Summer youth programs with activities ranging from air hockey to pool to crafts have begun locally, but measures to prevent the spread of COVID-19 have limited the number of participants.

The Boys & Girls Clubs of North Alabama will not open its Priceville location as planned, and the Third Street facility in Decatur will be the only Morgan County unit open this summer. The club had previously said the program at Oak Park Elementary would remain closed.

Caki Bolding, director of research development for Morgan County Boys & Girls Clubs, said the decision to reopen only the Third Street location was made with social distancing guidelines in mind.

“This way we have more staff inside the building to help regulate the guidelines put in place by the (Centers for Disease Control and Prevention) and Boys & Girls Clubs of America, which we are heavily enforcing,” Bolding said.

Located at 407 Third St. S.W. in Decatur, the facility is open for its summer program from 8 a.m. to 5 p.m. Monday through Friday.

Bolding said summer registration is open at all three Decatur club locations for Third Street programs. “Registration is operating on a first-come, first-served basis. We still have a few spots open for the rest of summer programs,” she said.

To prevent the spread of COVID-19, the club is not permitting volunteers, parents or guests inside. The club also is operating at half capacity, serving a maximum of 46 kids. Bolding said both members and staff have their temperatures checked twice a day. Kids are separated into groups based on age with no more than 12 children in a classroom. Bolding said they are served two meals and a snack each day.

“Kids must stay with that group and staff member throughout that whole day of programming,” Bolding said. “They have specific times for restroom breaks, and are washing hands every 30 minutes. We have staff specifically assigned for cleaning and sanitizing, which also happens on a 30-minute basis.”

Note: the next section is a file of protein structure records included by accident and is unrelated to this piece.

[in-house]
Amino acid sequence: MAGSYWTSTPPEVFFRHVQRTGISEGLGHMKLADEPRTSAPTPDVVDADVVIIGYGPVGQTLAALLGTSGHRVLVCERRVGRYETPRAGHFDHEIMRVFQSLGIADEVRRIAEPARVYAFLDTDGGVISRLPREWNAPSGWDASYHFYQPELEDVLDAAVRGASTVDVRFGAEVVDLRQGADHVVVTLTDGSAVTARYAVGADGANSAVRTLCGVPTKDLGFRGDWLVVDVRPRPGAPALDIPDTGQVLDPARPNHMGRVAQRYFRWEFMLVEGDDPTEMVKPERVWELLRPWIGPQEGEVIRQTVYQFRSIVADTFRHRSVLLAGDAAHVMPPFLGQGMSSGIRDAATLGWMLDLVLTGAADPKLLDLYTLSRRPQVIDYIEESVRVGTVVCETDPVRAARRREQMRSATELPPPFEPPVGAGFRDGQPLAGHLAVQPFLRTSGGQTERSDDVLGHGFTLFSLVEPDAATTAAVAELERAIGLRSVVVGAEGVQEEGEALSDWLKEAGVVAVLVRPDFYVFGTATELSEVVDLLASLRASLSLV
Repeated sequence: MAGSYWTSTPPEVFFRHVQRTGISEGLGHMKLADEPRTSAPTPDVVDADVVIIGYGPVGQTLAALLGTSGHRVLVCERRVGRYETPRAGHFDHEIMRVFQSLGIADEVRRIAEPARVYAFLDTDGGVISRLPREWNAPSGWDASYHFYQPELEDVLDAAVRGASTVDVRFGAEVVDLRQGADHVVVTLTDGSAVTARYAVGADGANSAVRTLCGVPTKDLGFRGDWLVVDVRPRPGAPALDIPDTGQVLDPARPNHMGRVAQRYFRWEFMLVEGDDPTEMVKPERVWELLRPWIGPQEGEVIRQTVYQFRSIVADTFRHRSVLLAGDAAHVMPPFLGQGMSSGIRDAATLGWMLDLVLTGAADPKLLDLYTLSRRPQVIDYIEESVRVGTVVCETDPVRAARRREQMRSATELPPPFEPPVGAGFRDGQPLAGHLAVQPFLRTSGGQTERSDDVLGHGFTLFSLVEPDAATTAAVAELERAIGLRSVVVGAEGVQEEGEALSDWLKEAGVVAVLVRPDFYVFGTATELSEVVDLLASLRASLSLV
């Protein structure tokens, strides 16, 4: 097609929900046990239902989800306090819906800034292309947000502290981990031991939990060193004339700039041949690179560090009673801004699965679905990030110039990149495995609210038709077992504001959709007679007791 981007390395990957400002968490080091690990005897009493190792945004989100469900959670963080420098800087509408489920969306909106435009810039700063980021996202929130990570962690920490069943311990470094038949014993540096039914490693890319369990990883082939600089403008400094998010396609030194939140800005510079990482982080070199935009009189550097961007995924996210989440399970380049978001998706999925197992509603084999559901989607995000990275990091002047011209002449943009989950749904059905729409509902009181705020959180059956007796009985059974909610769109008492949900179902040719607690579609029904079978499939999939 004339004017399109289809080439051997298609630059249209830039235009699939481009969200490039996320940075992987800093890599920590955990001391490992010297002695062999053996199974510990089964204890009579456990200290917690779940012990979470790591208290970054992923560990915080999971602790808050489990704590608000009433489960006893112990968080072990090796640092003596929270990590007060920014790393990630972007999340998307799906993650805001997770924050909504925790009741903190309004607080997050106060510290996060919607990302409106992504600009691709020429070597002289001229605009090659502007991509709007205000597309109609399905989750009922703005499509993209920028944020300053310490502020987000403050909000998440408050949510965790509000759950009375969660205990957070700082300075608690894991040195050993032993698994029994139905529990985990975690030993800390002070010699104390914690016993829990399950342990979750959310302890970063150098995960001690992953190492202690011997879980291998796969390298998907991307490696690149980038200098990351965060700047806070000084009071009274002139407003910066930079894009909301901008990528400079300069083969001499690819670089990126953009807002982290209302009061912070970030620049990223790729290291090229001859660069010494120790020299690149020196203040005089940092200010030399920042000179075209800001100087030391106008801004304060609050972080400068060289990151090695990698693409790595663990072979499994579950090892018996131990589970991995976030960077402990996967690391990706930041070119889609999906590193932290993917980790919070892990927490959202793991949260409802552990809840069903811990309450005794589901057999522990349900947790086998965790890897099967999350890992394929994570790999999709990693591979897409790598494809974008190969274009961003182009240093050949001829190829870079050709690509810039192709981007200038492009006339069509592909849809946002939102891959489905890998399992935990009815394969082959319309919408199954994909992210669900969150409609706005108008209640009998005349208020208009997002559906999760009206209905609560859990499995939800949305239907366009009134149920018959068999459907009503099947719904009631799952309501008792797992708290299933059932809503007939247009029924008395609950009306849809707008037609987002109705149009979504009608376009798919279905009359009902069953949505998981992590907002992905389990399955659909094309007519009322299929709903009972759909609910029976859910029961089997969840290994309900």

Bolding said that staff are required to wear masks, but members are not. Blue tape and footprint markers are in place to indicate the direction members and staff should walk to maintain social distance while at the club.

Bolding said the club primarily focuses on children whose parents work during the day.

“Our kids come from any and all backgrounds. We just hope to meet their needs wherever they might be at that time. Most of our kids feel as if the club is more safe than their actual home, and that they have the opportunity to strive to become their best self outside of any circumstances they might be dealing with at home or in their daily life,” Bolding said.

Summer programming at the Third Street Club will run until July 31.

Decatur Youth Services

Decatur Youth Services’ Grab-and-Go Camp started Monday, providing kids ages 4 to 13 with free bags of crafts, books and more. Decatur Youth Services Director Lemzel Johnson said the Grab-and-Go Camp was designed with COVID-19 safety in mind.

The camp runs from 11 a.m. to 12:30 p.m. Monday through Thursday through July 31. It’s held at four different apartment complexes each week: Sunset Apartments on Mondays, Decatur Place Apartments on Tuesdays, East Acres Apartments on Wednesdays and Sandlin Villa Apartments on Thursdays.

Johnson said the camp had close to 40 participants on Monday, and almost 30 on Tuesday.

Decatur Youth Services is also partnering with Alabama Extension Services to host a virtual STREAM Camp for kids ages 10 to 13. The camp will focus on science, technology, reading, engineering, agriculture and math. The camp will meet on Zoom on Tuesdays or Thursdays from June 30 until July 30 from 3 to 4 p.m. The needed supplies will be provided for participants.

Johnson said the Summer Youth Employment program is proceeding this summer, with about 30 teenagers participating.

Neighborhood Christian Center

The Summer Youth Program at the Neighborhood Christian Center is in its second week and going well, Director Pam Bolding said.

“The teens are respecting the safety guidelines we have in place and are following social distancing,” Bolding said. “We are trying to plan a few pop-ups in the neighborhood we serve so they are working on creating a couple of dances and skits for that. They were excited that we can possibly make that happen.”

Bolding said the participants are taking a Faith and Finance course, a Healthy Relationship course, studying the Bible, and will soon write letters to nursing home residents and begin outdoor volunteer work at the Center’s three transitional homes.

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